• Formation of attachments

  • Inner construction and emerging portrayals of the self and love-objects with feeling

  • Ability to regulate impulse, affects and the seeds of self-esteem

  • Capacity to manage anxiety and form flexible and adaptive mechanisms of coping and defense

  • Ability to form and sustain relationships beyond the immediate attachment system

  • Ability to experience the world with a range and intensity of feeling.


Infant mental health includes con t
Infant mental health includes: (con’t) process impacted by myriad forces, including:

  • Appropriate assessment of social-emotional functioning and the well-being of the family

  • A role for mental health members of the team to function in therapeutic as well as assessment and referral capacities


Family centered relationship based perspective
FAMILY-CENTERED RELATIONSHIP-BASED PERSPECTIVE process impacted by myriad forces, including:


The centrality of relationships
THE CENTRALITY OF RELATIONSHIPS process impacted by myriad forces, including:

“A baby cannot exist alone, but is essentially part of a relationship.”

D. W. Winnicott

  • The Family is a Network of intimate Relationships

  • The development of the baby is to large extent dependent on the well being of the relationships that compose the cradle of “holding” and nurturance.


A self family centered copernican universe
A Self-Family/Centered Copernican Universe process impacted by myriad forces, including:

Community

Relationship Network

Family

Child


Family stress distress
FAMILY STRESS & DISTRESS process impacted by myriad forces, including:

  • Loss-Grief

  • Personal Mythology

  • Reframing the Representation of the Child


Family stress distress con t
FAMILY STRESS & DISTRESS (con’t) process impacted by myriad forces, including:

  • Damage and Reparation/Fear and Wish: Unseen Forces in the Family Psyche

  • Uncertainty About the Future

  • Amplified Demands of Daily Life


Relationship based psychotherapeutically informed approach to service delivery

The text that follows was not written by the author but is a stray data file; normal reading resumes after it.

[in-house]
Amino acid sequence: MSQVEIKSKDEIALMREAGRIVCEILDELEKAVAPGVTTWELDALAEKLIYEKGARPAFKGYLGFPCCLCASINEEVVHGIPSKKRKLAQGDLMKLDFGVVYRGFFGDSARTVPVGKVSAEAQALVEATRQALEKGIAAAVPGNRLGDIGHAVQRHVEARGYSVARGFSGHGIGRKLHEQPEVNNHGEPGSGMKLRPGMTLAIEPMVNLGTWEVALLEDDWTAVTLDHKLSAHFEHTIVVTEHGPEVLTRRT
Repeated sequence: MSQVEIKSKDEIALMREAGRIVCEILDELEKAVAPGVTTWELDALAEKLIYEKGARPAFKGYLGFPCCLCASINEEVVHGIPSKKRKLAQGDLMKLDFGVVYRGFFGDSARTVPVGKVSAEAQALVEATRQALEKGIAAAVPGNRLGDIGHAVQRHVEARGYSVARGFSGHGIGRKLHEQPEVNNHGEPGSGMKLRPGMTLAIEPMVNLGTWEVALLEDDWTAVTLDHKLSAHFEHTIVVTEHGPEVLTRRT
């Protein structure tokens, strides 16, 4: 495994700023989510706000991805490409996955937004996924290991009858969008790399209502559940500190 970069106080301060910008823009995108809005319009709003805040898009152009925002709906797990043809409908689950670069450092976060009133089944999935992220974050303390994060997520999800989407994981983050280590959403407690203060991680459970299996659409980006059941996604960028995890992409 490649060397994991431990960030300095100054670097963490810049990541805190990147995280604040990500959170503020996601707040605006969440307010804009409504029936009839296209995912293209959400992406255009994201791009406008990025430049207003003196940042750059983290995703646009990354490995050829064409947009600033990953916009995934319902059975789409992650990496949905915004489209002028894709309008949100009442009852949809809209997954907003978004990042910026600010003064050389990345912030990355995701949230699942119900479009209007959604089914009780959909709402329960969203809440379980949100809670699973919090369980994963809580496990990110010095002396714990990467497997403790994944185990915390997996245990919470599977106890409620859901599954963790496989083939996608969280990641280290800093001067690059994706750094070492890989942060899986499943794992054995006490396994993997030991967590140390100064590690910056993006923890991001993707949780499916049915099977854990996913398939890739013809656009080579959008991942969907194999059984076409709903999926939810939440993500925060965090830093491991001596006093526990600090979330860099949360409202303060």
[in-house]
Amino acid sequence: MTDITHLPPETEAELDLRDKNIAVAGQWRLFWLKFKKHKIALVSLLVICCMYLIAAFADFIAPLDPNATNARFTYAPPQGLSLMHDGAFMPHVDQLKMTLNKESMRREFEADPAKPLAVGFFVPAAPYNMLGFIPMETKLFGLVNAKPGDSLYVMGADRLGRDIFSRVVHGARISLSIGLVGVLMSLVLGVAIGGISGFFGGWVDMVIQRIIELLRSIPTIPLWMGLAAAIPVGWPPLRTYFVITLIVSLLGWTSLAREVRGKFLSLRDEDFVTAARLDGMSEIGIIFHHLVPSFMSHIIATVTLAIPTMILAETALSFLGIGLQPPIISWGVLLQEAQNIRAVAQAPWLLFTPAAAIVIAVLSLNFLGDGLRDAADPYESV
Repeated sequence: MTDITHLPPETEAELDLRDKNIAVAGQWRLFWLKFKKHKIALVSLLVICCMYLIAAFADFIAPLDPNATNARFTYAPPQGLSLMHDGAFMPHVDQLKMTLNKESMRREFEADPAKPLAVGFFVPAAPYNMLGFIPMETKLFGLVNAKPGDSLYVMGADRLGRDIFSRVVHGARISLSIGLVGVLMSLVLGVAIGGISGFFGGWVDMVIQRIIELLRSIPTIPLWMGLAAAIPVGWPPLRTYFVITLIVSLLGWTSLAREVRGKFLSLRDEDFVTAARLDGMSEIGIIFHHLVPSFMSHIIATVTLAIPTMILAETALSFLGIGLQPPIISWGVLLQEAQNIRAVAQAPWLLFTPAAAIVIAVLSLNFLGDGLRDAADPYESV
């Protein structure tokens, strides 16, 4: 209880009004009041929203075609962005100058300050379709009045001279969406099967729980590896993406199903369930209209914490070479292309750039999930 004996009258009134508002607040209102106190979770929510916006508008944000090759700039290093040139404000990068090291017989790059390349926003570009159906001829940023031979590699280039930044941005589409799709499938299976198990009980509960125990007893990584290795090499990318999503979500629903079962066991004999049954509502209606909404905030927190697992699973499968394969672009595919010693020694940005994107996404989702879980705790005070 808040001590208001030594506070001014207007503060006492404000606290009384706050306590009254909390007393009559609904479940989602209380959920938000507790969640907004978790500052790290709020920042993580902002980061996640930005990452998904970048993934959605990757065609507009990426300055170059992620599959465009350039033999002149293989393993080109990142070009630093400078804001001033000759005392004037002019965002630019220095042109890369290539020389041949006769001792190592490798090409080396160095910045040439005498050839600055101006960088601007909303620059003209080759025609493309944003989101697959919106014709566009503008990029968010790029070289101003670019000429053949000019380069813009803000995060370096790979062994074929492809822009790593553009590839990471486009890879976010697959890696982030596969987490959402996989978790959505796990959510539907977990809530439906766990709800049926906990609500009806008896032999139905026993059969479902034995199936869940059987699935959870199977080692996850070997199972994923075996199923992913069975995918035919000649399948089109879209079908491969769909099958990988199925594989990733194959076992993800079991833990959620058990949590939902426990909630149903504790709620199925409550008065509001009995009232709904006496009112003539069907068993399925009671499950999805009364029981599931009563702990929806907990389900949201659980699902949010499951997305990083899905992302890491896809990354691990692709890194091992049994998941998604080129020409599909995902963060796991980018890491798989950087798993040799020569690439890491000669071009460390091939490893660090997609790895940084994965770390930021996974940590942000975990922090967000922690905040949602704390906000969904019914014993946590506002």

RELATIONSHIP-BASED, PSYCHOTHERAPEUTICALLY INFORMED APPROACH TO SERVICE DELIVERY

  • Identifies the relationship as the “Unit of Service”

  • Provides comprehensive, intensive, continuous, supportive and engagement-focused services

  • Addresses the expected and unexpected stress, coping and adjustment reactions and general well being of families


Relationship based psychotherapeutically informed approach to service delivery con t
RELATIONSHIP-BASED, PSYCHOTHERAPEUTICALLY- INFORMED APPROACH TO SERVICE DELIVERYTO SERVICE DELIVERY (con’t)

  • Addresses the meaning the child holds for the family

  • Works through the alliances of caregivers to the child and support systems to the caregivers

  • Works from the inside out:

    • addressing history, representation, affective states and the forces of fantasy


Relationship based psychotherapeutically informed approach to service delivery con t1
RELATIONSHIP-BASED, PSYCHOTHERAPEUTICALLY- INFORMED APPROACH TO SERVICE DELIVERY (con’t)

  • As well as the outside in:

    • Addressing resources, knowledge, skill, coping and concrete services

    • Multi-Modal


Relationship based psychotherapeutically informed approach to service delivery con t2
RELATIONSHIP-BASED PSYCHOTHERAPEUTICALLY TO SERVICE DELIVERY (con’t)INFORMED APPROACH TO SERVICE DELIVERY (con’t)

  • Embraces parenthood as a developmental process

  • Supports every member of the team to deliver his or her discipline-specific services in a relationship-based psychotherapeutically –informed style


A multi cross disciplinary team model of staffing the transdisciplinary approach
A MULTI-CROSS-DISCIPLINARY TEAM MODEL OF STAFFING TO SERVICE DELIVERY (con’t)~The Transdisciplinary Approach

  • Role Extension

  • Role Release

  • Reflective Supervision

    • Intervention as Enacted Thought

  • A Cardinal Feature of an Integrated Model


Demands of the work
DEMANDS OF THE WORK TO SERVICE DELIVERY (con’t)

  • Hopefulness

  • Readiness to Cope with Negative or Troubled Experiences of Both Parents and Practitioners

  • Preparedness Concerns

  • Range of Reactions

  • Availability of Resources


Parent practitioner relationships in early intervention unseen forces
PARENT-PRACTITIONER RELATIONSHIPS IN TO SERVICE DELIVERY (con’t)EARLY INTERVENTION:UNSEEN FORCES



Transference and countertransference
TRANSFERENCE AND COUNTERTRANSFERENCE THAN THEIR DESIGNATED ROLES